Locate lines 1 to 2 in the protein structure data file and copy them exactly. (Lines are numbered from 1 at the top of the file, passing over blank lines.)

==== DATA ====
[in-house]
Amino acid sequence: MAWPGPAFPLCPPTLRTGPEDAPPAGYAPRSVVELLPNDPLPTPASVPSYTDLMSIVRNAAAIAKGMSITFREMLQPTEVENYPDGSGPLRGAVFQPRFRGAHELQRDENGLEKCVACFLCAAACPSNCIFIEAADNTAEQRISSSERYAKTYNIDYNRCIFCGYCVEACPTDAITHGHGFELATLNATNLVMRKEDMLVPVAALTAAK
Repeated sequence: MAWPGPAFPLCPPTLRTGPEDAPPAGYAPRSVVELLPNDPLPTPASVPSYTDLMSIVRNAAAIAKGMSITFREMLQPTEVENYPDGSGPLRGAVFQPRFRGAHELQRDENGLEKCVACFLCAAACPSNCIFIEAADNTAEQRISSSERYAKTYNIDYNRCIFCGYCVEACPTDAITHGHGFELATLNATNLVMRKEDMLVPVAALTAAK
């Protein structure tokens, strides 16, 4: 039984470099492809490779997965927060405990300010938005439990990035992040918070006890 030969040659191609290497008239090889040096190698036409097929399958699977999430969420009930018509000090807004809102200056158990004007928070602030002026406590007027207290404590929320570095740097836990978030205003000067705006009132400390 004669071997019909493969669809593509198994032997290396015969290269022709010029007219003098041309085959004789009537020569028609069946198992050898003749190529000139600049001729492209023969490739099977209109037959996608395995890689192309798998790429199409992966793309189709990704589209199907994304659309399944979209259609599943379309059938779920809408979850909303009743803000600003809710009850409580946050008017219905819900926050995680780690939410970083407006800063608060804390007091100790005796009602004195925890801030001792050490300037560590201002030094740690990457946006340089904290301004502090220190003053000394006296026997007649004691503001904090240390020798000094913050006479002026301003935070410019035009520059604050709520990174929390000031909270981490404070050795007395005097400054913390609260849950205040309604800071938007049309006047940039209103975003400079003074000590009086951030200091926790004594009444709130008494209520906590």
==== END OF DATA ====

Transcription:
[in-house]
Amino acid sequence: MAWPGPAFPLCPPTLRTGPEDAPPAGYAPRSVVELLPNDPLPTPASVPSYTDLMSIVRNAAAIAKGMSITFREMLQPTEVENYPDGSGPLRGAVFQPRFRGAHELQRDENGLEKCVACFLCAAACPSNCIFIEAADNTAEQRISSSERYAKTYNIDYNRCIFCGYCVEACPTDAITHGHGFELATLNATNLVMRKEDMLVPVAALTAAK